The 2019 ABF AGM took place on Wednesday 17th July. Dame Penelope Keith welcomed everyone and asked them to stand while she read the names of ABF Members who had died since the last AGM. A minute’s silence was observed in their memory.
Jonathan Ellicott, General Secretary, gave a report of the past year. The meeting was given a comprehensive insight into the work of the ABF office.
Dame Penelope read some letters of thanks from beneficiaries – always observing their confidentiality.
Peter Bourke, Honorary Treasurer, guided the Members through the Annual Report. His amusing theatrical anecdotes lightened the pages of numbers.
There was then a surprise presentation to Dame Penelope to mark her 30 years of compassion and commitment as both ABF President and Chairman - a unique record. She was given a rousing ovation.
With the business of the AGM completed Dame Penelope announced that this year instead of a Guest Speaker there would be a tribute to Irene Sutcliffe, ABF Vice-President. She died this July, aged 94. Irene wanted no “fuss” - no funeral or memorial service – but the ABF had decided to make “a fuss”. After Dame Penelope’s memories with quotes from obituaries (READ MORE) other tributes and stories followed from Joan Blackham (a friend), Julien Ball (ABF Council and Irene’s executor) and Brian Murphy (colleague and ABF Vice- President). Irene’s life, her distinguished career and her long service to the ABF were remembered with gratitude, great affection and admiration.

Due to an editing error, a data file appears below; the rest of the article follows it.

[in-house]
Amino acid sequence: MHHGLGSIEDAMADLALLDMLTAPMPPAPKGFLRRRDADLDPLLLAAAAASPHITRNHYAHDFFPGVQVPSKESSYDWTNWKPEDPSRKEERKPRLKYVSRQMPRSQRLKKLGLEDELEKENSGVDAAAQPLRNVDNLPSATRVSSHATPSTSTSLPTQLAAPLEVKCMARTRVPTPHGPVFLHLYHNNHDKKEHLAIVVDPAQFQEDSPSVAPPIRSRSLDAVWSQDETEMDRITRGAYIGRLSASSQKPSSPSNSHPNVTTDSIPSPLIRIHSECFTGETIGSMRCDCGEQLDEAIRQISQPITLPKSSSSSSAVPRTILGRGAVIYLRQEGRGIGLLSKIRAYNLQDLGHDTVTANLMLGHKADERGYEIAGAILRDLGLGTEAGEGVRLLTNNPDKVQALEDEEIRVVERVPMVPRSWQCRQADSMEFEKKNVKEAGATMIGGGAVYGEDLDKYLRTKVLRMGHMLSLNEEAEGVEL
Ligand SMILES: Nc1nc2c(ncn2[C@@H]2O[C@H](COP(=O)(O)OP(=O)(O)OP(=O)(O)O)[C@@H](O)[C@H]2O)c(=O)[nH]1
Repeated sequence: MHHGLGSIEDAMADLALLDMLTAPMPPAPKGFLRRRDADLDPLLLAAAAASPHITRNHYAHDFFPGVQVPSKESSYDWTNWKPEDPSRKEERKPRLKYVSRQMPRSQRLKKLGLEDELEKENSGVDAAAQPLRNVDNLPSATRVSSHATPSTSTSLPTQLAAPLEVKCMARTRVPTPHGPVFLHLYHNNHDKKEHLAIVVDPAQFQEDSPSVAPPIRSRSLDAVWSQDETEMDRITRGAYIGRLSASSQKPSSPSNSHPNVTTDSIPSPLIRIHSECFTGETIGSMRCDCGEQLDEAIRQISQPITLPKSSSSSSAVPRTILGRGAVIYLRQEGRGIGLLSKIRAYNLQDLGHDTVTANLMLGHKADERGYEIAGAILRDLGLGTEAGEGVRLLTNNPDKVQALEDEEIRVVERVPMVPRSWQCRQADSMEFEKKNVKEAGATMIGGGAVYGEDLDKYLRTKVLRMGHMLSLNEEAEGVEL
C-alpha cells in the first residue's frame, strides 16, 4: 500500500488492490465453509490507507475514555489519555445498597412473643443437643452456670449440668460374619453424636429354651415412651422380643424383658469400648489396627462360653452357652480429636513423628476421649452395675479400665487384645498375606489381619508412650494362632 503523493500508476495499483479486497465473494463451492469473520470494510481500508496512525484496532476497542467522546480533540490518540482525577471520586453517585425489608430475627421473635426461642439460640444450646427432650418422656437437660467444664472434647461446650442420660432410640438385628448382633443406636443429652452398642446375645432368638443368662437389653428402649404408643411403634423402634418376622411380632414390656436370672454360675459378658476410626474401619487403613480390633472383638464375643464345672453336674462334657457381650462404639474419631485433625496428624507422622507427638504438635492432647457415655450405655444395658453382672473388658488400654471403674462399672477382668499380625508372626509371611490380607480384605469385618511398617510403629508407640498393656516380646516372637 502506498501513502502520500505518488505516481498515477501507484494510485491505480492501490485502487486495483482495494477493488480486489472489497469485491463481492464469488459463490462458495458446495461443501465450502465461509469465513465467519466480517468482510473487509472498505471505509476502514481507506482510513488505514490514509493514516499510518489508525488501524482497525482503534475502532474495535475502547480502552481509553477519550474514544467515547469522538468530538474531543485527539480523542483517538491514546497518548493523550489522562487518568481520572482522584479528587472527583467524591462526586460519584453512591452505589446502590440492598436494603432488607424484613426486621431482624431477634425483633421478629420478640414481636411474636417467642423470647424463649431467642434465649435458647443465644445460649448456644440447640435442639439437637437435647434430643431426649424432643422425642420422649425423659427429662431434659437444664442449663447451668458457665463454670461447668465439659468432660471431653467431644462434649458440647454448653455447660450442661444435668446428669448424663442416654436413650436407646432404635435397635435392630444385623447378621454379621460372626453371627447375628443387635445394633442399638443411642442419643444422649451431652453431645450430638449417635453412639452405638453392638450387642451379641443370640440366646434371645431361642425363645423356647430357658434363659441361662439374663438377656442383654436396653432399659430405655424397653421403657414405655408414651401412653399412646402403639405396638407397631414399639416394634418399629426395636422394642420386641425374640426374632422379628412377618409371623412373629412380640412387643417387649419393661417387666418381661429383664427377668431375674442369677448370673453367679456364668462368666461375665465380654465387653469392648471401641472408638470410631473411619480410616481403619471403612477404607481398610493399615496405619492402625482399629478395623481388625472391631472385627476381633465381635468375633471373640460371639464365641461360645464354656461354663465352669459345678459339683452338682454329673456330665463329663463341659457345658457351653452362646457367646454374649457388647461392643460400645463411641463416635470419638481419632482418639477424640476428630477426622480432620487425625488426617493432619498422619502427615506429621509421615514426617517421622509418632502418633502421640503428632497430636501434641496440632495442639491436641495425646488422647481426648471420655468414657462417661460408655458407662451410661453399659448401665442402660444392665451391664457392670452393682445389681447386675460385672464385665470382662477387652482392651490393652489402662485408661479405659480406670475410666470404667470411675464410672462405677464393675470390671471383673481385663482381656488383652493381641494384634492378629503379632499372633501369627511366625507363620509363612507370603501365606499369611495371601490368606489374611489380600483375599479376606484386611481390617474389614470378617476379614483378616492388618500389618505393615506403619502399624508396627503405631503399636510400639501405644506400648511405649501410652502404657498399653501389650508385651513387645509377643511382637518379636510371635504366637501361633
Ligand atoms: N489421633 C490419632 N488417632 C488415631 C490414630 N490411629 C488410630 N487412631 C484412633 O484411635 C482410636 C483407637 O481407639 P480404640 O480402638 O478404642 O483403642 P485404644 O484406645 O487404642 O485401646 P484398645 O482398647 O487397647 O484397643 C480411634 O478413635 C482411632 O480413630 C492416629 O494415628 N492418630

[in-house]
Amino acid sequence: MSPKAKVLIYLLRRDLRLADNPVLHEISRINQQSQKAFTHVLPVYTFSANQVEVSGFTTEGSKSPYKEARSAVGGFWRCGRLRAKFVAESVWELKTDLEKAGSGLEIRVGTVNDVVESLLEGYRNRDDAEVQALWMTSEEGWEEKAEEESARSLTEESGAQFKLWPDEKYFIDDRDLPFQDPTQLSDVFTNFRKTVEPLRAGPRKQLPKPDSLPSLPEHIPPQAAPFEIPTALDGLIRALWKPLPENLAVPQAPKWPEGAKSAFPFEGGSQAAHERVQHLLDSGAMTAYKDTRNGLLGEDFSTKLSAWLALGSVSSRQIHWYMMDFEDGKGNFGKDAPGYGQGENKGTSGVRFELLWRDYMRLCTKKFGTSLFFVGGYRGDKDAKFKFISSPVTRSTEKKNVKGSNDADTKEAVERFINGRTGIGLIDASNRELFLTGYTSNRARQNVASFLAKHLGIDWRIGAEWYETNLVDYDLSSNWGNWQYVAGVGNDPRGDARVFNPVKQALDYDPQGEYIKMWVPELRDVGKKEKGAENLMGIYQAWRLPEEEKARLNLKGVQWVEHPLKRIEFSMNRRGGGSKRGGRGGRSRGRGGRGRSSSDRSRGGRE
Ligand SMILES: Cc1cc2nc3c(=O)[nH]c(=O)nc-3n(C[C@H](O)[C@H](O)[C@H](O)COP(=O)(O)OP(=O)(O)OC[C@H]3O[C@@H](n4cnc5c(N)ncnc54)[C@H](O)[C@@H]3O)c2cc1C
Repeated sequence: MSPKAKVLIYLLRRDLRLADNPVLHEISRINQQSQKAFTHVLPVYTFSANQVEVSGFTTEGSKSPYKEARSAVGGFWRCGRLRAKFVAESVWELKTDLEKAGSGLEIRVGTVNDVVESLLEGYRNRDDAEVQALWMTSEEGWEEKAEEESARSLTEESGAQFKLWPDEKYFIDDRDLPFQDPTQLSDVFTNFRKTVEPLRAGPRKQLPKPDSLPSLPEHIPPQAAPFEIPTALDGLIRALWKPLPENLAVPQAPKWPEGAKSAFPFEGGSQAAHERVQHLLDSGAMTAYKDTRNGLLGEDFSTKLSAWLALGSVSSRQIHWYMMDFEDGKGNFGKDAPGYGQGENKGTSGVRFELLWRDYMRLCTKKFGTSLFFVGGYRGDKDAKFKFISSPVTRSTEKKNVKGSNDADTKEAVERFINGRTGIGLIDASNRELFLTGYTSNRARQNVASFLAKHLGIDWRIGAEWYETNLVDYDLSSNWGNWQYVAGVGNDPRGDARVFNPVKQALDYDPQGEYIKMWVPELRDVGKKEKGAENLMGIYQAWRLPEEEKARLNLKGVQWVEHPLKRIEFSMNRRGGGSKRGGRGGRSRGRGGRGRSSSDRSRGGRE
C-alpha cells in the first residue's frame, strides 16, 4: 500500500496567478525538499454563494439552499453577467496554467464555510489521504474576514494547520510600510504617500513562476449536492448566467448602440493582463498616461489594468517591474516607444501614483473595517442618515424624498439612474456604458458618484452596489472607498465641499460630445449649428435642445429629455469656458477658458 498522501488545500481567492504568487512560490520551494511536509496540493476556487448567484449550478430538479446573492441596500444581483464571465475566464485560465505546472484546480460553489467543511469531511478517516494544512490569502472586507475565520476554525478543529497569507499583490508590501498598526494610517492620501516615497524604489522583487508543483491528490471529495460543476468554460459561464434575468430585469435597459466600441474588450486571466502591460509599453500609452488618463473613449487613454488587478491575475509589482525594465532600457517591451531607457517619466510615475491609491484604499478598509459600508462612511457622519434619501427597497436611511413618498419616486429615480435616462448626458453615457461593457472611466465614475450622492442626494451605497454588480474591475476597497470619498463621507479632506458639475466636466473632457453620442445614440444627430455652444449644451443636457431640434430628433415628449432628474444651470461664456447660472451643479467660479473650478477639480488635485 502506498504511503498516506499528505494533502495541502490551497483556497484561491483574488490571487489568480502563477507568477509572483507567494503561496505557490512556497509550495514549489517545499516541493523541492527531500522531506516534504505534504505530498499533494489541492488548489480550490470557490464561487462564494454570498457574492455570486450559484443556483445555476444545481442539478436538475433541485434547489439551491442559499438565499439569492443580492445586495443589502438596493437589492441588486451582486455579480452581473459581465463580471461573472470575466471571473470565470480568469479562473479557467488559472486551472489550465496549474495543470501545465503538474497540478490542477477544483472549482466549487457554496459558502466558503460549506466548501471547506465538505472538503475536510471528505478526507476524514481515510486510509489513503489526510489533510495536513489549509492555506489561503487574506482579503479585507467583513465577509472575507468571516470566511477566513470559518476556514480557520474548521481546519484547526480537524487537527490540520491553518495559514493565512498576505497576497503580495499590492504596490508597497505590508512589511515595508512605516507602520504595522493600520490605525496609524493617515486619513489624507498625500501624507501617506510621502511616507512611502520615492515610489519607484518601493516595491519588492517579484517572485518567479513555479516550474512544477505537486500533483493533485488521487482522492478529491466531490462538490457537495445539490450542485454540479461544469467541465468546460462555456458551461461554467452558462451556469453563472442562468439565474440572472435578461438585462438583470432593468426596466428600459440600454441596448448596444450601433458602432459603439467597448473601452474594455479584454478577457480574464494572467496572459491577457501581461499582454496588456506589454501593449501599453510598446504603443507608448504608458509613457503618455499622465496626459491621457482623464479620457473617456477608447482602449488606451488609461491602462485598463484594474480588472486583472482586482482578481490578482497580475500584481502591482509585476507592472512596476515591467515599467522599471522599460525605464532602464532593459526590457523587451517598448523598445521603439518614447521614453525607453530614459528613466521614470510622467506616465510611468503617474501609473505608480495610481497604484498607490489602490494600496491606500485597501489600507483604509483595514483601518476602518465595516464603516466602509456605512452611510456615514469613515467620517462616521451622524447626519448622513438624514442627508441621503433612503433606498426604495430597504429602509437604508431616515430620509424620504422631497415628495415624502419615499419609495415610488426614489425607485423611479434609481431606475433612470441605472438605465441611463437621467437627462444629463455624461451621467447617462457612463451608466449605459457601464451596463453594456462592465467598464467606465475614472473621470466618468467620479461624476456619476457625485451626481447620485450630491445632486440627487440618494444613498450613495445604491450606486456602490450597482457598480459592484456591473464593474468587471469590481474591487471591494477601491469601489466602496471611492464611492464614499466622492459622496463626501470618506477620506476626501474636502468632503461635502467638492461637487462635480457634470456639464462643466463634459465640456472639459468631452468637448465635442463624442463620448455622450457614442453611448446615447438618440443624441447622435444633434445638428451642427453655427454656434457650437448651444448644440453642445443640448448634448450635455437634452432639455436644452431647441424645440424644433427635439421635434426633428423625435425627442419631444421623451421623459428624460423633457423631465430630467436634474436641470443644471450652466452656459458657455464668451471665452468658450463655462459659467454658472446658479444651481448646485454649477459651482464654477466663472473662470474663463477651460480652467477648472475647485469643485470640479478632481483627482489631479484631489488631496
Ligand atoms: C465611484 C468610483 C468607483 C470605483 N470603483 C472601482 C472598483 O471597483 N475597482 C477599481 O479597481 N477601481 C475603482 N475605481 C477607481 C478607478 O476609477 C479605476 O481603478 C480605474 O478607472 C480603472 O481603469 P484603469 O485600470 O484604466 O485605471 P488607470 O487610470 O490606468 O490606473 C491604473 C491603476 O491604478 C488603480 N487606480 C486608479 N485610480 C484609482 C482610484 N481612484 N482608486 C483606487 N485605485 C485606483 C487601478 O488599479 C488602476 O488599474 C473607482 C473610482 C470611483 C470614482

Reen became a member of the ABF in 1975 and joined the Council in 1985. She agreed to become a Vice President in 2000. Her birthday was on July 12th. 3 years ago our AGM took place on the 12th July, and we on the Council thought it would be good to celebrate it and present her with a bouquet of flowers. I told you all it was her birthday and of course as she was a an actress I made no mention of her age, but Reen being Reen on receiving the flowers, announced in a very loud voice, ”I’m 92’’.
Alan Strachan, a good friend of Reen’s, directed her in Time and the Conways at Greenwich, and said she gave a superb performance. Sadly he can’t be here today, but he wrote an obituary for The Stage and The Independent , and there was also one in The Guardian so I would like to read you a brief resume of her career.
Irene Sutcliffe was born in Burnley, and trained at LAMDA. Her first professional appearance was in 1946 with the Harry Hanson Players. In 1947 she joined the Company in Stratford at the Shakespeare Memorial Theatre. After more rep, she returned to the classics to be directed by Robert Helpmann in Murder in the Cathedral at the Old Vic in 1952, with Robert Donat playing Becket. She returned to the Old Vic for two more seasons in 1960-62. In 1963 she joined Laurence Olivier’s company at Chichester and played the hostess in The Workhouse Donkey, and in 1964 she spent a year playing Mollie Ralston in The Mousetrap.
She had made her West End debut in 1952 as Patricia in The Millionairess at the New Theatre, which starred Katharine Hepburn as Epiphania, and her final appearance in London was at the Vaudeville playing a John Donne specialist in Wit, that was in 2000.
Irene’s first television role was as Desdemona in the Clemence Dane play Will Shakespeare in 1953 starring Peter Wyngarde as the bard, and she appeared in many series, including Dixon of Dock Green, Pathfinders in Space, Emergency Ward 10 among others, before her debut in Coronation Street in 1968 as Maggie, with Bill Kenwright playing her son.
She worked a lot on radio, acting in dozens of plays, and appeared on and off as Effie Cadwallander in The Dales, between 1962 and 64.
Her final performance on stage was at the Salisbury Playhouse in 2004 playing Mrs Whyte in Waters of the Moon directed by Joanna Reed.